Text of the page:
Gut Check should also be used on occasion, but the AI does learn to spam it at bad times fairly often, so only use it to punish overcharged smash attacks.
If King K Rool is off stage or in the air, priority number one is getting back to the stage. If offstage, simply use forward air to deal with any opponents who are right next to you, then use up special to recover. If above the stage, King K Rool should use down air and falling neutral air to get back to stage, as both are solid options.
If the opponent is offstage, Blunderbuss at the edge is by far your best option. Aside from the cannonball intercepting recoveries, hitting an opponent close to you lets you catch the projectile with the vortex and shoot it back at the opponent- again! The amiibo has no idea how to change the angle of the cannonball, though, so be aware that he will always send it up diagonally. Even better, you can catch the opponent in the vortex- which at higher percentages is nearly always a kill.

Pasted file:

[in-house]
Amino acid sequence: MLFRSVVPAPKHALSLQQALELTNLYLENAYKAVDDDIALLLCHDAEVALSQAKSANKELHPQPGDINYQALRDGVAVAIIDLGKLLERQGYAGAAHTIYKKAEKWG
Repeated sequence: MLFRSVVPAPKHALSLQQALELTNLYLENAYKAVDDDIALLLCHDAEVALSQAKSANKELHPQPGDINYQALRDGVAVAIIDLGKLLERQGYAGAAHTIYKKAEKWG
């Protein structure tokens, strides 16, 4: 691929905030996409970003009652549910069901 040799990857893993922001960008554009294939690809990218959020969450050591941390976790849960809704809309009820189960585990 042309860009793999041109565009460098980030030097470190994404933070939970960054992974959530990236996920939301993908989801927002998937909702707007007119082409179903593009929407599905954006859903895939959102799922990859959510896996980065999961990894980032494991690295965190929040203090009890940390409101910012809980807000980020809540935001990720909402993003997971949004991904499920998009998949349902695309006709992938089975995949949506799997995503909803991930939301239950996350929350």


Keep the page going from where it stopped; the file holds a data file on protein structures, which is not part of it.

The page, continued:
In conclusion, King K Rool is truly worthy of S tier. His smash attacks are solid, he has a great edgeguarding game, all of his aerials work, he has not one, but two solid projectiles- he’s just plain good.
Well, until next time,
Never Stop Training.